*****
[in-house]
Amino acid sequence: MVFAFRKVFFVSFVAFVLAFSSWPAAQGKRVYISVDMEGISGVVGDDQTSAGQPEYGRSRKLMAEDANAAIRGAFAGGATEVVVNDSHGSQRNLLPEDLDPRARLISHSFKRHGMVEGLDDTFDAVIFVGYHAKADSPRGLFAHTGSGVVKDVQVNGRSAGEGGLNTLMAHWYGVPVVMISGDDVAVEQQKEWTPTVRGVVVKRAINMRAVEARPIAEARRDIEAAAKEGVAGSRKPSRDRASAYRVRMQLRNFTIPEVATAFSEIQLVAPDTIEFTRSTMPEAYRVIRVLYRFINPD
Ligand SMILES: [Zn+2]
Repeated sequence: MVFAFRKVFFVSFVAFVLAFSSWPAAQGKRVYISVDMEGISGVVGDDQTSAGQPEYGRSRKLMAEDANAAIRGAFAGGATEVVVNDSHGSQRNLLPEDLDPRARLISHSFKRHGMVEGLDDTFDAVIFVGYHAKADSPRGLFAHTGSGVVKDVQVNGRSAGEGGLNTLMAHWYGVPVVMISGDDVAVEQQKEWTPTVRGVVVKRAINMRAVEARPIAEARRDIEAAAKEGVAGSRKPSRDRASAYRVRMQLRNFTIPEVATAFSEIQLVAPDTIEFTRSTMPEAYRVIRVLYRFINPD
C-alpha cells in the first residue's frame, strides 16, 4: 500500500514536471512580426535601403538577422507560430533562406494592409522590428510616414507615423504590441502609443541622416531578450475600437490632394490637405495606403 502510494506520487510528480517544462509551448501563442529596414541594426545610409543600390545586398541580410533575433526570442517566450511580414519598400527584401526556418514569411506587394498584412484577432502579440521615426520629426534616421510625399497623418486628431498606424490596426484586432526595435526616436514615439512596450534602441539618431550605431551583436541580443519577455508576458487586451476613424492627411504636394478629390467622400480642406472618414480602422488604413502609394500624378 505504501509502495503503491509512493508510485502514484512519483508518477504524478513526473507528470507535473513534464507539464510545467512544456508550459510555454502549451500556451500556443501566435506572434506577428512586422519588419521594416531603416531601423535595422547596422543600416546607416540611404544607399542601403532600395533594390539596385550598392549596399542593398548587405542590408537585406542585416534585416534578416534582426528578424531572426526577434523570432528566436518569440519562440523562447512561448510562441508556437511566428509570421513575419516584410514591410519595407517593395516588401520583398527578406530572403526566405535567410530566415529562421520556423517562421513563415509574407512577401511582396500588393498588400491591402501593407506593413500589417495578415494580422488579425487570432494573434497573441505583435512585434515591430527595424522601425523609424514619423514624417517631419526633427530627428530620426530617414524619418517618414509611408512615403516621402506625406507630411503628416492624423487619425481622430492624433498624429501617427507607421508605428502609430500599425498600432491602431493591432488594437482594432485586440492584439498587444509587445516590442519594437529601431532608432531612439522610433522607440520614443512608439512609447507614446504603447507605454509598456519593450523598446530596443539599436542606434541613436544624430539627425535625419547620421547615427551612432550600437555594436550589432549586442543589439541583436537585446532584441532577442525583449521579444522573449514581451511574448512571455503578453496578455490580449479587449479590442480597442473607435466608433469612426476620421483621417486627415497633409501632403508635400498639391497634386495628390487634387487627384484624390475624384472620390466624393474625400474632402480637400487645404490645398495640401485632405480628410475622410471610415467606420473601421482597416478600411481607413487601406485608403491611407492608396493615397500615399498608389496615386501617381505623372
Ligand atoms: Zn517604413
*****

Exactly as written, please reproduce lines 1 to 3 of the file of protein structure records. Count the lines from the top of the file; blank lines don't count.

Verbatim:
[in-house]
Amino acid sequence: MVFAFRKVFFVSFVAFVLAFSSWPAAQGKRVYISVDMEGISGVVGDDQTSAGQPEYGRSRKLMAEDANAAIRGAFAGGATEVVVNDSHGSQRNLLPEDLDPRARLISHSFKRHGMVEGLDDTFDAVIFVGYHAKADSPRGLFAHTGSGVVKDVQVNGRSAGEGGLNTLMAHWYGVPVVMISGDDVAVEQQKEWTPTVRGVVVKRAINMRAVEARPIAEARRDIEAAAKEGVAGSRKPSRDRASAYRVRMQLRNFTIPEVATAFSEIQLVAPDTIEFTRSTMPEAYRVIRVLYRFINPD
Ligand SMILES: [Zn+2]